As you progress through the MyCareer mode you will earn points that will be used to upgrade your wrestlers attributes. These points are earned for completing matches, fighting well, and even showing off a bit in the match. In the end the MyCareer mode is definitely a great experience, eve with its hiccups and questionable points system. Unlike NBA, it makes you feel like you are part of the game and you actually feel proud of your character and accomplishments after a good day in the ring.
Other than the MyCareer mode and Showcase, there is also the main modes that you can just jump right into. Think of them as the classic arcade mode, but this time with over 120 playable fighters, which is the biggest in any WWE game to date. To jump into a one on one match with a friend still feels as great as it used to back on the PS2 days, and there is no doubt that 2K did no compromise on keeping the traditional modes, traditional. You can even create your own show by adding intro effects, logos, and other flashy WWE styled items into the mix. You can then take all that, throw in a bunch of ladders, and have at it with a bunch of friends. It is really enjoyable.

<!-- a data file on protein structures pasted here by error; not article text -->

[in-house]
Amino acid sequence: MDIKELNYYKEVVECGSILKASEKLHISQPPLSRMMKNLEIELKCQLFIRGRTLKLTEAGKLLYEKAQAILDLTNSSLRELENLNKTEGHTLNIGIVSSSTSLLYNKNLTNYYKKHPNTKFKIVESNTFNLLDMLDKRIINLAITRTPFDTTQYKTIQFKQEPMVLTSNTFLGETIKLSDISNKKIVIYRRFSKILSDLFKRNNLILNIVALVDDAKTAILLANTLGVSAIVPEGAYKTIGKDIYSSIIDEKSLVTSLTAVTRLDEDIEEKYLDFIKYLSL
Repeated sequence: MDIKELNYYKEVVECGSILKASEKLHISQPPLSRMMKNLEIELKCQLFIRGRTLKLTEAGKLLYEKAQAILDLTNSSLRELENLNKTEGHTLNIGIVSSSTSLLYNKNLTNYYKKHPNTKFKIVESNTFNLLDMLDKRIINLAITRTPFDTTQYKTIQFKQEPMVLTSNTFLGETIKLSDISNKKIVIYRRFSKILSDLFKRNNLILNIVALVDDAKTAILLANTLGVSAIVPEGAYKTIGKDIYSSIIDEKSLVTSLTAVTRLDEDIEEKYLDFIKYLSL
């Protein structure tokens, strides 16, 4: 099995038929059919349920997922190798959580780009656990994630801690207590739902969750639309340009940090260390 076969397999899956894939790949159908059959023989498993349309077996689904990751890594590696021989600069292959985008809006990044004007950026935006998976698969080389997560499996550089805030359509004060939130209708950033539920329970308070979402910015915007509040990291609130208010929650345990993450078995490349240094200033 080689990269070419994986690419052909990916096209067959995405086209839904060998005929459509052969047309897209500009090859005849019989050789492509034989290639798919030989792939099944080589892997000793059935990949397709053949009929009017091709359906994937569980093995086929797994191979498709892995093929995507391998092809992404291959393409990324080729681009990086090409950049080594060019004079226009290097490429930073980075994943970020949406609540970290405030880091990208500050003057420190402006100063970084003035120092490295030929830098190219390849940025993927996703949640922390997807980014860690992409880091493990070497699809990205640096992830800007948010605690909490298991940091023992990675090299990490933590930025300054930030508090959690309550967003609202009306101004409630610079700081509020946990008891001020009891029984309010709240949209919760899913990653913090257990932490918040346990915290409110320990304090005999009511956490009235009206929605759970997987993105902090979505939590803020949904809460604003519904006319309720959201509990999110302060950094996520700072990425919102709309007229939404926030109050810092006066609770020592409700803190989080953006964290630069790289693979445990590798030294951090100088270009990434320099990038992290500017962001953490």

Unfortunately the same cannot be said for the online mode as it still has a few inconstancies. Lag is present most of the time making it next to unplayable. This is not a train smash as the game has enough content to play with friends locally, that once you try and play an online match, you will be over it the first time it disconnects.
In the end WWE 2K16 is a really enjoyable entry into the franchise. Sure it could use a bit more spit and polish in certain aspects, but the main part of it, the wrestling, is top notch. It is just what every WWE fan would want from life, a full WWE experience with a massive roster of players, and WWE 2K16 delivers just that.